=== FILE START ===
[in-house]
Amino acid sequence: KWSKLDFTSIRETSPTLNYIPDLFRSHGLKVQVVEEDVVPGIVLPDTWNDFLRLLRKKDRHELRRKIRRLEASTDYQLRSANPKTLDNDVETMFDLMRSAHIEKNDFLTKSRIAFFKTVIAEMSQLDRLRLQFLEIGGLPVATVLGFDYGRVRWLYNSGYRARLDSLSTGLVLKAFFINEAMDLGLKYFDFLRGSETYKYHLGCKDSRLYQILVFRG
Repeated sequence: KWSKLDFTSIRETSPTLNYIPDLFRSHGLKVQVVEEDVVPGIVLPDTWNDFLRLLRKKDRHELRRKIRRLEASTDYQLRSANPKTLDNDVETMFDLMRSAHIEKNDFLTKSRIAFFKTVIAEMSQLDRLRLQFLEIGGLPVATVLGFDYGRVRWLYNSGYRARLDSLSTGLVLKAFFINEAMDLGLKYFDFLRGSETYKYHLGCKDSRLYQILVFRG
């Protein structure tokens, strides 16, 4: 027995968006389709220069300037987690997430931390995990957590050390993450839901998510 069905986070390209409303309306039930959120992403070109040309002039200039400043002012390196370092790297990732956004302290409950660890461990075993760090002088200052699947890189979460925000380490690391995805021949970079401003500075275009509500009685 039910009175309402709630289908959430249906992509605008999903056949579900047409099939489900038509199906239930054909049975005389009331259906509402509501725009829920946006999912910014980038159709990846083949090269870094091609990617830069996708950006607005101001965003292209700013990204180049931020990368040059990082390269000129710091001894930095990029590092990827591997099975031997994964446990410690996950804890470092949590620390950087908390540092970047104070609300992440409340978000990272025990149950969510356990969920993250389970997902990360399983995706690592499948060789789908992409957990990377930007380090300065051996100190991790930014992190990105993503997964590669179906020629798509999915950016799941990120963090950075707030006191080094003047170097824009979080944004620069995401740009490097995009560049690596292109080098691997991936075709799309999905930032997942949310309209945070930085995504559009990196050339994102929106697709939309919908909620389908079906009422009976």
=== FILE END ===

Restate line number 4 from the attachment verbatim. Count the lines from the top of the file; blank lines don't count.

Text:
């Protein structure tokens, strides 16, 4: 027995968006389709220069300037987690997430931390995990957590050390993450839901998510 069905986070390209409303309306039930959120992403070109040309002039200039400043002012390196370092790297990732956004302290409950660890461990075993760090002088200052699947890189979460925000380490690391995805021949970079401003500075275009509500009685 039910009175309402709630289908959430249906992509605008999903056949579900047409099939489900038509199906239930054909049975005389009331259906509402509501725009829920946006999912910014980038159709990846083949090269870094091609990617830069996708950006607005101001965003292209700013990204180049931020990368040059990082390269000129710091001894930095990029590092990827591997099975031997994964446990410690996950804890470092949590620390950087908390540092970047104070609300992440409340978000990272025990149950969510356990969920993250389970997902990360399983995706690592499948060789789908992409957990990377930007380090300065051996100190991790930014992190990105993503997964590669179906020629798509999915950016799941990120963090950075707030006191080094003047170097824009979080944004620069995401740009490097995009560049690596292109080098691997991936075709799309999905930032997942949310309209945070930085995504559009990196050339994102929106697709939309919908909620389908079906009422009976």